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Pakistan wobbles « Previous | |Next »
March 5, 2009

Pakistan is an unstable country due to political turmoil and unrest that looks to become a failing state. It is politically fractured and economically destitute, with a weak central government. The country is isolated and in danger of imploding. It has a military, which as Tanveer Ahmed points out in the Sydney Morning Herald, has fostered Islamic groups:

A large share of responsibility for the current chaos must be put at the door of Pakistan's army and its Inter-Services Intelligence, or ISI. For more than 20 years, the ISI has deliberately and consistently funded a variety of Islamist groups, including Lashkar-e-Taiba, the group most likely to have co-ordinated the Mumbai bombings. The agency has long seen the jihadists as an ingenious and cost-effective means of controlling Afghanistan (which occurred with the retreat of the Soviets) and bogging down the Indian Army in Kashmir (achieved from the early 1990s).

Washington,is more concerned about defeating the Taliban and al-Qaeda in Central Asia than preserving the shell of a democratic system. The rise in cross-border attacks by US forces using Predator drones armed with missiles has further alienated tribal leaders and encouraged radicalisation in the north-western tribal areas dominated by Pakistani Taliban groups. So it is even possible that the attack in the Pakistani city of Lahore on a convoy carrying Sri Lankan cricketers was carried out by disgruntled Punjabi militants trained by the Inter-Services Intelligence,

Will the financial crisis heightens the risk of global terrorism? If militants thrive in places where no one is fully in charge, then the global recession threatens to create more such places especially in Pakistan. Ian Bremmer says that Pakistan:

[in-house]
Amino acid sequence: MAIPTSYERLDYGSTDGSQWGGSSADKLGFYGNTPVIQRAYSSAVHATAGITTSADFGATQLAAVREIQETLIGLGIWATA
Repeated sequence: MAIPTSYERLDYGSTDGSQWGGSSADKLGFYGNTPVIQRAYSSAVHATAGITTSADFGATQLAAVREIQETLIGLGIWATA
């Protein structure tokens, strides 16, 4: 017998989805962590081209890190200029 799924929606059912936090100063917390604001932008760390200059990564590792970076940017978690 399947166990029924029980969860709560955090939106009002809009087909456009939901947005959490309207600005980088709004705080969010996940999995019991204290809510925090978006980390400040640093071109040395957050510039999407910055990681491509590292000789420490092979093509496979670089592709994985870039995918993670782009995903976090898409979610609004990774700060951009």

is a country that is home to lawless regions where local and international militants thrive, nuclear weapons and material, a history of nuclear smuggling, a cash-starved government, and a deteriorating economy. Pakistan is far from the only country in which terrorism threatens to spill across borders. But there's a reason why the security threats flowing back and forth across the Afghan-Pakistani border rank so highly on Eurasia Group's list of top political risks for 2009 -- and why they remain near the top of the Obama administration's security agenda.

Pakistan could prove to be more of a danger to global peace and security in the long run than Afghanistan, because of its nuclear weapons and its highly politicised and Islamicised secret service, the Inter-Services Intelligence agency (ISI).

| Posted by Gary Sauer-Thompson at 5:58 AM | | Comments (1)
Comments

Comments

It's the law of unintended consequences in action, as anyone familiar with chaos theory predicted.

Instead of engaging in smug triumphalism about how they finally 'won the war' in Iraq, the architects of US Middle East policy would more profitably reflect on the potentially catastrophic genie they've let out of the bottle in the region. Not that they will of course, they're too busy shrieking about the glories of Teh Surge.